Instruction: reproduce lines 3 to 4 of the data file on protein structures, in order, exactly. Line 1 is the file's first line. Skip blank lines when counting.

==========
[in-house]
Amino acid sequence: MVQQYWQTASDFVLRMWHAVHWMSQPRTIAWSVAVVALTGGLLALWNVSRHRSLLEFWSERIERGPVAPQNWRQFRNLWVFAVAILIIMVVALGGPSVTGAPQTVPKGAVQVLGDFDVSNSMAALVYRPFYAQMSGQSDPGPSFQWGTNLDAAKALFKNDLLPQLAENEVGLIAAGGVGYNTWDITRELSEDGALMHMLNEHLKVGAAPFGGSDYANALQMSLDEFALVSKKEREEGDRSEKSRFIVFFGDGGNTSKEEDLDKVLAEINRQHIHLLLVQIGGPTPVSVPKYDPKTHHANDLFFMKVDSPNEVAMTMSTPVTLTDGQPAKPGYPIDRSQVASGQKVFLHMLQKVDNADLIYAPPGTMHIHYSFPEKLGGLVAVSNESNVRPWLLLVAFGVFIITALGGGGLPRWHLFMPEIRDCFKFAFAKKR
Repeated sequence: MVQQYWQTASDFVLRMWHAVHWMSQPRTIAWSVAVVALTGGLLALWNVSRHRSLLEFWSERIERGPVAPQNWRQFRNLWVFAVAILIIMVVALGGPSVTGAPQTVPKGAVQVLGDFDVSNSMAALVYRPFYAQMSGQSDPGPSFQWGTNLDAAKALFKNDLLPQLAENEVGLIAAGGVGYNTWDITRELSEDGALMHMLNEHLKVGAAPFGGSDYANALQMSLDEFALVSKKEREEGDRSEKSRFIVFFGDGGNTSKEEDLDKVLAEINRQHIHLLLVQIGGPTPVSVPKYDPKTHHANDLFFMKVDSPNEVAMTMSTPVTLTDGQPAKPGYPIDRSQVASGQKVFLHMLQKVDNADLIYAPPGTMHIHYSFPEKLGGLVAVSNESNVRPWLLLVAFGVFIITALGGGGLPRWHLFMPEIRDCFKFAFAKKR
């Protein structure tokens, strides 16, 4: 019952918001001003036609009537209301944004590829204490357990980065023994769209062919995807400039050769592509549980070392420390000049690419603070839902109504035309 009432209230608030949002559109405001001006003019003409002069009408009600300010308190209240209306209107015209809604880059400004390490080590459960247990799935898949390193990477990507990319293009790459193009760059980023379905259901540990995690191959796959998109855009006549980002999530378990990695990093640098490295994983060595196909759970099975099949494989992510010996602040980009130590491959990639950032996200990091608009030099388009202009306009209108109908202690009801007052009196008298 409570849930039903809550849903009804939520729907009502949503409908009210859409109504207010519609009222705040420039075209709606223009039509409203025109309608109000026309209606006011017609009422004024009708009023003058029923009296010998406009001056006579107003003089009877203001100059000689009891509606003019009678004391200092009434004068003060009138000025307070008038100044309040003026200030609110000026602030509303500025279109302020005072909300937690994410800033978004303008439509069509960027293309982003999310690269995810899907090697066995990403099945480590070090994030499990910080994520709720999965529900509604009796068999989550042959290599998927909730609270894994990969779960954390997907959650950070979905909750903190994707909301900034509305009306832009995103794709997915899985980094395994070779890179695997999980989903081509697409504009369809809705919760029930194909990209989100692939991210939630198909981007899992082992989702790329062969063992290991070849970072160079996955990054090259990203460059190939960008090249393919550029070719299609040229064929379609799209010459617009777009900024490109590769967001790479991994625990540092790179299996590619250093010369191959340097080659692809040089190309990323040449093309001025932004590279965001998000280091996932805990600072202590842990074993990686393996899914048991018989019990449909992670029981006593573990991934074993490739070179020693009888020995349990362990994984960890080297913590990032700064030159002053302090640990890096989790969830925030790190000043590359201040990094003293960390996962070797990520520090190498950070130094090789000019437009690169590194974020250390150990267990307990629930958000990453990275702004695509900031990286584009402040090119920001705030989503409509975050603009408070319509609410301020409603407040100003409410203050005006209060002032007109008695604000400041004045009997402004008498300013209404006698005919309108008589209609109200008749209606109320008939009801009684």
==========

Repeated sequence: MVQQYWQTASDFVLRMWHAVHWMSQPRTIAWSVAVVALTGGLLALWNVSRHRSLLEFWSERIERGPVAPQNWRQFRNLWVFAVAILIIMVVALGGPSVTGAPQTVPKGAVQVLGDFDVSNSMAALVYRPFYAQMSGQSDPGPSFQWGTNLDAAKALFKNDLLPQLAENEVGLIAAGGVGYNTWDITRELSEDGALMHMLNEHLKVGAAPFGGSDYANALQMSLDEFALVSKKEREEGDRSEKSRFIVFFGDGGNTSKEEDLDKVLAEINRQHIHLLLVQIGGPTPVSVPKYDPKTHHANDLFFMKVDSPNEVAMTMSTPVTLTDGQPAKPGYPIDRSQVASGQKVFLHMLQKVDNADLIYAPPGTMHIHYSFPEKLGGLVAVSNESNVRPWLLLVAFGVFIITALGGGGLPRWHLFMPEIRDCFKFAFAKKR
């Protein structure tokens, strides 16, 4: 019952918001001003036609009537209301944004590829204490357990980065023994769209062919995807400039050769592509549980070392420390000049690419603070839902109504035309 009432209230608030949002559109405001001006003019003409002069009408009600300010308190209240209306209107015209809604880059400004390490080590459960247990799935898949390193990477990507990319293009790459193009760059980023379905259901540990995690191959796959998109855009006549980002999530378990990695990093640098490295994983060595196909759970099975099949494989992510010996602040980009130590491959990639950032996200990091608009030099388009202009306009209108109908202690009801007052009196008298 409570849930039903809550849903009804939520729907009502949503409908009210859409109504207010519609009222705040420039075209709606223009039509409203025109309608109000026309209606006011017609009422004024009708009023003058029923009296010998406009001056006579107003003089009877203001100059000689009891509606003019009678004391200092009434004068003060009138000025307070008038100044309040003026200030609110000026602030509303500025279109302020005072909300937690994410800033978004303008439509069509960027293309982003999310690269995810899907090697066995990403099945480590070090994030499990910080994520709720999965529900509604009796068999989550042959290599998927909730609270894994990969779960954390997907959650950070979905909750903190994707909301900034509305009306832009995103794709997915899985980094395994070779890179695997999980989903081509697409504009369809809705919760029930194909990209989100692939991210939630198909981007899992082992989702790329062969063992290991070849970072160079996955990054090259990203460059190939960008090249393919550029070719299609040229064929379609799209010459617009777009900024490109590769967001790479991994625990540092790179299996590619250093010369191959340097080659692809040089190309990323040449093309001025932004590279965001998000280091996932805990600072202590842990074993990686393996899914048991018989019990449909992670029981006593573990991934074993490739070179020693009888020995349990362990994984960890080297913590990032700064030159002053302090640990890096989790969830925030790190000043590359201040990094003293960390996962070797990520520090190498950070130094090789000019437009690169590194974020250390150990267990307990629930958000990453990275702004695509900031990286584009402040090119920001705030989503409509975050603009408070319509609410301020409603407040100003409410203050005006209060002032007109008695604000400041004045009997402004008498300013209404006698005919309108008589209609109200008749209606109320008939009801009684």